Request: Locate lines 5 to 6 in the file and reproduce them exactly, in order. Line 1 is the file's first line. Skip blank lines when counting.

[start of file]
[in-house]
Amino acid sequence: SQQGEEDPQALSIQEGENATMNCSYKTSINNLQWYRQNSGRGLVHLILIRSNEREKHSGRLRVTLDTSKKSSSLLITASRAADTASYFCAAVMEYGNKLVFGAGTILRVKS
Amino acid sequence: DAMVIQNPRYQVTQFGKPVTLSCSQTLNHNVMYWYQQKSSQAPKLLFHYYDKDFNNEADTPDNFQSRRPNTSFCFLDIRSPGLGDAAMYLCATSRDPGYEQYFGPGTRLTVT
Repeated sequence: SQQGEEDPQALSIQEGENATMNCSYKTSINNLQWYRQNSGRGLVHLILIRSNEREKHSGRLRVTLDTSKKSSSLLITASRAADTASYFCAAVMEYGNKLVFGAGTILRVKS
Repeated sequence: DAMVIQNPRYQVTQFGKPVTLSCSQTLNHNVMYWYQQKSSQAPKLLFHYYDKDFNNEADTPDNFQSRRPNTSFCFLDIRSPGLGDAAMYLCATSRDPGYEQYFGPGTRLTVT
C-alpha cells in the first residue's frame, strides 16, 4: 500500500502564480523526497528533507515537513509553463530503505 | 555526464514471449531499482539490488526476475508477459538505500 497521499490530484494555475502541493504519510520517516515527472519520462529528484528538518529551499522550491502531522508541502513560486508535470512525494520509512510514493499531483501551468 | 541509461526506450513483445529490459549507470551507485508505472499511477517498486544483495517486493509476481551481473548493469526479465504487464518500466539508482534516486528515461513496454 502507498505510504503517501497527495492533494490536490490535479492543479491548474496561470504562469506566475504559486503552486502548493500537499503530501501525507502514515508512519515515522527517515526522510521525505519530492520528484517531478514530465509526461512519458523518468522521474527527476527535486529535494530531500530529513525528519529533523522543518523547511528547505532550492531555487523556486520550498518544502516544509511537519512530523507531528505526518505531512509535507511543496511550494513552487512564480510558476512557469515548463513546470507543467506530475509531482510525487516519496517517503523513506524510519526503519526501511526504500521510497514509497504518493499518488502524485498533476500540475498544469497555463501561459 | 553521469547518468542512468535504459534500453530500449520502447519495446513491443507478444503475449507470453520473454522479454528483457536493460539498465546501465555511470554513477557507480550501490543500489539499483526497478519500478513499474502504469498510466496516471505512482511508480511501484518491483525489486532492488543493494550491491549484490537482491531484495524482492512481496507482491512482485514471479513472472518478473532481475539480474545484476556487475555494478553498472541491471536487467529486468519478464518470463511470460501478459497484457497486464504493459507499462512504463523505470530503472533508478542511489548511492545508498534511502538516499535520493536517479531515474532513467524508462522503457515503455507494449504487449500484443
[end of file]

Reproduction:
Repeated sequence: DAMVIQNPRYQVTQFGKPVTLSCSQTLNHNVMYWYQQKSSQAPKLLFHYYDKDFNNEADTPDNFQSRRPNTSFCFLDIRSPGLGDAAMYLCATSRDPGYEQYFGPGTRLTVT
C-alpha cells in the first residue's frame, strides 16, 4: 500500500502564480523526497528533507515537513509553463530503505 | 555526464514471449531499482539490488526476475508477459538505500 497521499490530484494555475502541493504519510520517516515527472519520462529528484528538518529551499522550491502531522508541502513560486508535470512525494520509512510514493499531483501551468 | 541509461526506450513483445529490459549507470551507485508505472499511477517498486544483495517486493509476481551481473548493469526479465504487464518500466539508482534516486528515461513496454 502507498505510504503517501497527495492533494490536490490535479492543479491548474496561470504562469506566475504559486503552486502548493500537499503530501501525507502514515508512519515515522527517515526522510521525505519530492520528484517531478514530465509526461512519458523518468522521474527527476527535486529535494530531500530529513525528519529533523522543518523547511528547505532550492531555487523556486520550498518544502516544509511537519512530523507531528505526518505531512509535507511543496511550494513552487512564480510558476512557469515548463513546470507543467506530475509531482510525487516519496517517503523513506524510519526503519526501511526504500521510497514509497504518493499518488502524485498533476500540475498544469497555463501561459 | 553521469547518468542512468535504459534500453530500449520502447519495446513491443507478444503475449507470453520473454522479454528483457536493460539498465546501465555511470554513477557507480550501490543500489539499483526497478519500478513499474502504469498510466496516471505512482511508480511501484518491483525489486532492488543493494550491491549484490537482491531484495524482492512481496507482491512482485514471479513472472518478473532481475539480474545484476556487475555494478553498472541491471536487467529486468519478464518470463511470460501478459497484457497486464504493459507499462512504463523505470530503472533508478542511489548511492545508498534511502538516499535520493536517479531515474532513467524508462522503457515503455507494449504487449500484443